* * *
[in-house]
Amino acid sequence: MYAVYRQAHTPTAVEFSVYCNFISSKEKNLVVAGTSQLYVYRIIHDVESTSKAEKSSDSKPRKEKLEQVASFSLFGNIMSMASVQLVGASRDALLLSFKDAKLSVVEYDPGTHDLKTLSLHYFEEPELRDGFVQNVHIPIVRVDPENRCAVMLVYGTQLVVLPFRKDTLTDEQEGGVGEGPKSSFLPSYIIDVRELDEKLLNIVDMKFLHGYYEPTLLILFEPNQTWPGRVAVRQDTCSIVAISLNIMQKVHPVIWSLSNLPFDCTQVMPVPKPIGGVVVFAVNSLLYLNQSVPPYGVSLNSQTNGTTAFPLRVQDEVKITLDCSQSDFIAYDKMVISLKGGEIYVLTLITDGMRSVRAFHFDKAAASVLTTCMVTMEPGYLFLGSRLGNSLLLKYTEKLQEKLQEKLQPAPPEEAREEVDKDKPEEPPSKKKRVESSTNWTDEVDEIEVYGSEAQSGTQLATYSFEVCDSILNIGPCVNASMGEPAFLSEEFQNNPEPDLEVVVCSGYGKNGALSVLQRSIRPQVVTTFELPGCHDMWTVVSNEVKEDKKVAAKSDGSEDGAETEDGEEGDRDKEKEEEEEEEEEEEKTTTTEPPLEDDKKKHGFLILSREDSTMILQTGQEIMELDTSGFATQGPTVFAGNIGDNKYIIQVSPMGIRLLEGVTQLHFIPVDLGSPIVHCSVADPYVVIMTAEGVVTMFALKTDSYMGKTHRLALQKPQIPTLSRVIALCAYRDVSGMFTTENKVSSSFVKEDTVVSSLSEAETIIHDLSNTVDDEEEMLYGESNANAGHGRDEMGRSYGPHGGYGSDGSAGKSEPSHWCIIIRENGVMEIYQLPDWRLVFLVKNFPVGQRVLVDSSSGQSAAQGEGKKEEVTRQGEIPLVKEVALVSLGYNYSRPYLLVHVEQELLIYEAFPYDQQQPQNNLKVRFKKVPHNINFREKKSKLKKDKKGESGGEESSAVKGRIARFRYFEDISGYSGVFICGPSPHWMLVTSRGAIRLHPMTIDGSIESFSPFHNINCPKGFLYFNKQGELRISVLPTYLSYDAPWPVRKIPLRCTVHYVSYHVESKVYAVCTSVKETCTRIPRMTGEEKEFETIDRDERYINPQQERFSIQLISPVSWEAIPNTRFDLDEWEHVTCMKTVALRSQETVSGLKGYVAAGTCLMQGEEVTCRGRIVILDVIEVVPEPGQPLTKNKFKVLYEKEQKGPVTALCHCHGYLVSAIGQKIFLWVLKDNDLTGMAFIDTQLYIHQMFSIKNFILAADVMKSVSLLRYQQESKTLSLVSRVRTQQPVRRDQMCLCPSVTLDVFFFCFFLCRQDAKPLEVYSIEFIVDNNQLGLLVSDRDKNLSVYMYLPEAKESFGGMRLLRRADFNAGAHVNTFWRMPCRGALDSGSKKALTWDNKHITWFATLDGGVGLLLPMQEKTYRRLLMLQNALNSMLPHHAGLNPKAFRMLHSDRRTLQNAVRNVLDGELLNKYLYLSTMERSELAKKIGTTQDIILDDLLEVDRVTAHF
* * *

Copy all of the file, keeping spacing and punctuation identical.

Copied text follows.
[in-house]
Amino acid sequence: MYAVYRQAHTPTAVEFSVYCNFISSKEKNLVVAGTSQLYVYRIIHDVESTSKAEKSSDSKPRKEKLEQVASFSLFGNIMSMASVQLVGASRDALLLSFKDAKLSVVEYDPGTHDLKTLSLHYFEEPELRDGFVQNVHIPIVRVDPENRCAVMLVYGTQLVVLPFRKDTLTDEQEGGVGEGPKSSFLPSYIIDVRELDEKLLNIVDMKFLHGYYEPTLLILFEPNQTWPGRVAVRQDTCSIVAISLNIMQKVHPVIWSLSNLPFDCTQVMPVPKPIGGVVVFAVNSLLYLNQSVPPYGVSLNSQTNGTTAFPLRVQDEVKITLDCSQSDFIAYDKMVISLKGGEIYVLTLITDGMRSVRAFHFDKAAASVLTTCMVTMEPGYLFLGSRLGNSLLLKYTEKLQEKLQEKLQPAPPEEAREEVDKDKPEEPPSKKKRVESSTNWTDEVDEIEVYGSEAQSGTQLATYSFEVCDSILNIGPCVNASMGEPAFLSEEFQNNPEPDLEVVVCSGYGKNGALSVLQRSIRPQVVTTFELPGCHDMWTVVSNEVKEDKKVAAKSDGSEDGAETEDGEEGDRDKEKEEEEEEEEEEEKTTTTEPPLEDDKKKHGFLILSREDSTMILQTGQEIMELDTSGFATQGPTVFAGNIGDNKYIIQVSPMGIRLLEGVTQLHFIPVDLGSPIVHCSVADPYVVIMTAEGVVTMFALKTDSYMGKTHRLALQKPQIPTLSRVIALCAYRDVSGMFTTENKVSSSFVKEDTVVSSLSEAETIIHDLSNTVDDEEEMLYGESNANAGHGRDEMGRSYGPHGGYGSDGSAGKSEPSHWCIIIRENGVMEIYQLPDWRLVFLVKNFPVGQRVLVDSSSGQSAAQGEGKKEEVTRQGEIPLVKEVALVSLGYNYSRPYLLVHVEQELLIYEAFPYDQQQPQNNLKVRFKKVPHNINFREKKSKLKKDKKGESGGEESSAVKGRIARFRYFEDISGYSGVFICGPSPHWMLVTSRGAIRLHPMTIDGSIESFSPFHNINCPKGFLYFNKQGELRISVLPTYLSYDAPWPVRKIPLRCTVHYVSYHVESKVYAVCTSVKETCTRIPRMTGEEKEFETIDRDERYINPQQERFSIQLISPVSWEAIPNTRFDLDEWEHVTCMKTVALRSQETVSGLKGYVAAGTCLMQGEEVTCRGRIVILDVIEVVPEPGQPLTKNKFKVLYEKEQKGPVTALCHCHGYLVSAIGQKIFLWVLKDNDLTGMAFIDTQLYIHQMFSIKNFILAADVMKSVSLLRYQQESKTLSLVSRVRTQQPVRRDQMCLCPSVTLDVFFFCFFLCRQDAKPLEVYSIEFIVDNNQLGLLVSDRDKNLSVYMYLPEAKESFGGMRLLRRADFNAGAHVNTFWRMPCRGALDSGSKKALTWDNKHITWFATLDGGVGLLLPMQEKTYRRLLMLQNALNSMLPHHAGLNPKAFRMLHSDRRTLQNAVRNVLDGELLNKYLYLSTMERSELAKKIGTTQDIILDDLLEVDRVTAHF